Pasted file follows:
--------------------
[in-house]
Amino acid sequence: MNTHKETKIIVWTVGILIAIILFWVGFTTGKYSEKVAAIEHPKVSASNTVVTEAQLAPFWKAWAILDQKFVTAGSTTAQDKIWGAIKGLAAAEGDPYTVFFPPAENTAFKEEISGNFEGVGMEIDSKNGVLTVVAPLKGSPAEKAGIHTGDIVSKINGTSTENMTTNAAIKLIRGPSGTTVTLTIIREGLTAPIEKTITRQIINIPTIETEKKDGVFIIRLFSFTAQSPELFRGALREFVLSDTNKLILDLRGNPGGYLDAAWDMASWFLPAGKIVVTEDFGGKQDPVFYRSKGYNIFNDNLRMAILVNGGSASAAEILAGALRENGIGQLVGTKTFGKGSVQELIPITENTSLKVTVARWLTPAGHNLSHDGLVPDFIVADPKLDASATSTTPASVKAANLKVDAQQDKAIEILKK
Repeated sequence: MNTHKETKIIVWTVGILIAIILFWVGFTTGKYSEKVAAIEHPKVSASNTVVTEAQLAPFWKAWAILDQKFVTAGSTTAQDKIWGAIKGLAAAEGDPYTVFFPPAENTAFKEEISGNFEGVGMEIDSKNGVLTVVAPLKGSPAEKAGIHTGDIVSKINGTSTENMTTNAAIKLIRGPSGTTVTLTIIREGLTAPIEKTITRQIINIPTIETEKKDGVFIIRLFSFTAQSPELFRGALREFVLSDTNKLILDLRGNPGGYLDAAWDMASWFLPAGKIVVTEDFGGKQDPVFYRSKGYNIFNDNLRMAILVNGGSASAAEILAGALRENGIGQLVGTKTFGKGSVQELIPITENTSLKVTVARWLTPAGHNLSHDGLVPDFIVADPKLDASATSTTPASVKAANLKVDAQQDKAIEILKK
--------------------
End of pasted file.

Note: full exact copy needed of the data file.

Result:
[in-house]
Amino acid sequence: MNTHKETKIIVWTVGILIAIILFWVGFTTGKYSEKVAAIEHPKVSASNTVVTEAQLAPFWKAWAILDQKFVTAGSTTAQDKIWGAIKGLAAAEGDPYTVFFPPAENTAFKEEISGNFEGVGMEIDSKNGVLTVVAPLKGSPAEKAGIHTGDIVSKINGTSTENMTTNAAIKLIRGPSGTTVTLTIIREGLTAPIEKTITRQIINIPTIETEKKDGVFIIRLFSFTAQSPELFRGALREFVLSDTNKLILDLRGNPGGYLDAAWDMASWFLPAGKIVVTEDFGGKQDPVFYRSKGYNIFNDNLRMAILVNGGSASAAEILAGALRENGIGQLVGTKTFGKGSVQELIPITENTSLKVTVARWLTPAGHNLSHDGLVPDFIVADPKLDASATSTTPASVKAANLKVDAQQDKAIEILKK
Repeated sequence: MNTHKETKIIVWTVGILIAIILFWVGFTTGKYSEKVAAIEHPKVSASNTVVTEAQLAPFWKAWAILDQKFVTAGSTTAQDKIWGAIKGLAAAEGDPYTVFFPPAENTAFKEEISGNFEGVGMEIDSKNGVLTVVAPLKGSPAEKAGIHTGDIVSKINGTSTENMTTNAAIKLIRGPSGTTVTLTIIREGLTAPIEKTITRQIINIPTIETEKKDGVFIIRLFSFTAQSPELFRGALREFVLSDTNKLILDLRGNPGGYLDAAWDMASWFLPAGKIVVTEDFGGKQDPVFYRSKGYNIFNDNLRMAILVNGGSASAAEILAGALRENGIGQLVGTKTFGKGSVQELIPITENTSLKVTVARWLTPAGHNLSHDGLVPDFIVADPKLDASATSTTPASVKAANLKVDAQQDKAIEILKK